Hallejuha I’m a Bum & Harry McClintock

By Wayne Erbsen

Let’s take a look at one of the most notable labor songs of all time, Hallelujah I’m a Bum, and the man who wrote it,” Harry McClintock, whose nickname was Haywire Mac.

Mac’s life reads like the pages of a dime novel. Born October 8, 1882, he ran away from home when he was still a boy and joined the circus. Yielding to his itch to roam, he worked as a railroad man in Africa, a seaman, and a muleskinner in the Philippines. In 1899 he worked in China assisting a newsman reporting on the Boxer Rebellion. Landing back in the States, he railroaded, became a cowboy, a drifter, a journalist, a recording artist, a playwright, and sang on street corners with his guitar as he bummed his way around the country. He later wrote that “anyone who can sing never has to go hungry.”

Sometime after 1905, McClintock joined the I.W.W., which was short for the Industrial Workers of the World, better known as the “Wobblies.” McClintock was said to be the first singer to publicly perform Joe Hill’s song Preacher and a Slave. He later appeared in a number of “B” westerns, mainly as a villain, and had his own radio show. Along the way, he took pieces of earlier hobo songs and composed Big Rock Candy Mountain, which eventually became a hit on the soundtrack of the Coen Brothers film, O Brother, Where Art Thou.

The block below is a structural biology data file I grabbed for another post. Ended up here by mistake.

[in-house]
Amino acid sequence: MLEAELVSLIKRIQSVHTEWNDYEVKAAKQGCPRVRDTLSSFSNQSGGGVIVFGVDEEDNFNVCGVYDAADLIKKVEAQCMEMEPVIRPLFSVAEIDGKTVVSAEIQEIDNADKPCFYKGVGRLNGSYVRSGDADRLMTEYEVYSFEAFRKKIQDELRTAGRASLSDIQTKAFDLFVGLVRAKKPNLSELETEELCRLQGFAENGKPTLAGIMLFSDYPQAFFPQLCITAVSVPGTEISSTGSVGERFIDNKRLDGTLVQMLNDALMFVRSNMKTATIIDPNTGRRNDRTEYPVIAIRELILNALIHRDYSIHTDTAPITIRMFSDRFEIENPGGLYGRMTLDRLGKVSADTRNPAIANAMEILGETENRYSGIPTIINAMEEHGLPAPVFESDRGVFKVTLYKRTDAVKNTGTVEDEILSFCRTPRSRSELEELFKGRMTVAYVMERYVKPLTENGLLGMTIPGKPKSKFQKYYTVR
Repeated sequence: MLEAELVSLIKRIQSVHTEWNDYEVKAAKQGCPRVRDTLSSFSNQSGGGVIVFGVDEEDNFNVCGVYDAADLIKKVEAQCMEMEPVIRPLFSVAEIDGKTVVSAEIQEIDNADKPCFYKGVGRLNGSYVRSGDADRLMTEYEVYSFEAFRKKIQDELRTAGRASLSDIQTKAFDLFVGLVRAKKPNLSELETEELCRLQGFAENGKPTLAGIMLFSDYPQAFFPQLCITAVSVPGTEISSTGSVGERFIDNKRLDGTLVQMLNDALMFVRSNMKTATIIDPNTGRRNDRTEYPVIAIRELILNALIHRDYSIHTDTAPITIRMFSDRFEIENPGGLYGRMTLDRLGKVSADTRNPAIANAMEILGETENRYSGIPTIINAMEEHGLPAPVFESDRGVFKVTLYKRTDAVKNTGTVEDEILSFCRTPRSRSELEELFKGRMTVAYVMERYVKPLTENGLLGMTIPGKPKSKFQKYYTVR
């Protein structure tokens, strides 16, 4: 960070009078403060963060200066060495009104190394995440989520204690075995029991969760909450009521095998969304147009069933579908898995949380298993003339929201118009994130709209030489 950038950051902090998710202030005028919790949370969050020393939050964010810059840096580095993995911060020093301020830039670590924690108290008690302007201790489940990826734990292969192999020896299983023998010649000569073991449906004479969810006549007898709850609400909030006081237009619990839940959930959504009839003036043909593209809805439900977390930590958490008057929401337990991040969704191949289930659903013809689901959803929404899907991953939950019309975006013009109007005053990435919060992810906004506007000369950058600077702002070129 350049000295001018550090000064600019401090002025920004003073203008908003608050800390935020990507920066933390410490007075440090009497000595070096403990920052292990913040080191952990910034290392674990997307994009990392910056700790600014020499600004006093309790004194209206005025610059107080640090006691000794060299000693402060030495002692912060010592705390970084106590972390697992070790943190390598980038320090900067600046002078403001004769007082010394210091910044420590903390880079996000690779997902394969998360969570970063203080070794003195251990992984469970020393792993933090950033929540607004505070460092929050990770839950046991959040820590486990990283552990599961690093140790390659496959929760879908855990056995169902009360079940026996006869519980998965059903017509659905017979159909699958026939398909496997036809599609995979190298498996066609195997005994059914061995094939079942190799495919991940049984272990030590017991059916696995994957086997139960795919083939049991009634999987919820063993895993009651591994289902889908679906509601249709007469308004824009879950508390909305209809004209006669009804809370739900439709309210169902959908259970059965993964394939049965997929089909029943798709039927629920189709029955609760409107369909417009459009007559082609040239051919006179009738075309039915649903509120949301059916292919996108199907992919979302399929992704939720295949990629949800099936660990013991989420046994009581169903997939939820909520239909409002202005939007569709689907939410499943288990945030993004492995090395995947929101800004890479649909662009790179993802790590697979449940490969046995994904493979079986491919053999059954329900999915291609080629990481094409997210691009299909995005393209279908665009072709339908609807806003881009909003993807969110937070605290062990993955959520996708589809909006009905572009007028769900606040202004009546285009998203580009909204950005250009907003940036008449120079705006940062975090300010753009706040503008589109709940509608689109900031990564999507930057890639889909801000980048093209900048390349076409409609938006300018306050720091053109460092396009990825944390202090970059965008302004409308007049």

According to Mac, in about 1897 he composed the lyrics of a song he called, Hallelujah on the Bum, which he set to the tune of an old hymn, Hallelujah, Thine the Glory, which is sometimes referred to as Revive Us Again. Mac learned the hymn as a boy, singing in the choir of the church of his hometown of Knoxville, Tennessee. The song fit McClintock to a T, because he could frequently be found bumming around the country. It became a favorite of the hobos and was frequently sung in hobo camps, or “jungles,” as they were sometimes called.  Mac later fought in the Spanish-American War,  and where he taught many of his fellow soldiers to sing Hallelujah, I’m a Bum.

In 1908, Hallelujah, I’m a Bum was printed in the I.W.W. Industrial Union Bulletin, which sold for 10 cents. It’s sometimes called The Bum Song.

Hallelujah, I’m a Bum

Oh, why don’t you work
Like other men do?
How in the hell can I work
When there’s no work to do?

Hallelujah, I’m a Bum
Hallelujah, bum again,
Hallelujah, give me a handout
To revive us again.

Oh, why don’t you save
All the money you earn?
If I did not eat
I’d have money to burn. (Chorus)

Oh, I like boss
He’s a good friend of mine;
That’s why I am starving
Out on the bread line. (Chorus)

I can’t buy a job,
For I ain’t got the dough,
So I ride in a box-car
For I’m a hobo. (Chorus)

Whenever I get
All the money I earn,
The boss will be broke,
And to work he must turn. (Chorus)


Rural Roots of BluegrassWayne Erbsen has been teaching banjo, fiddle, guitar, and mandolin since dinosaurs roamed the earth (really, about 50 years). Originally from California, he now makes his home in Asheville, North Carolina. He has written more than 30 songbooks and instruction books for banjo, fiddle, guitar, and mandolin. Portions of this article are excerpted from Wayne’s book, The Rural Roots of Bluegrass.

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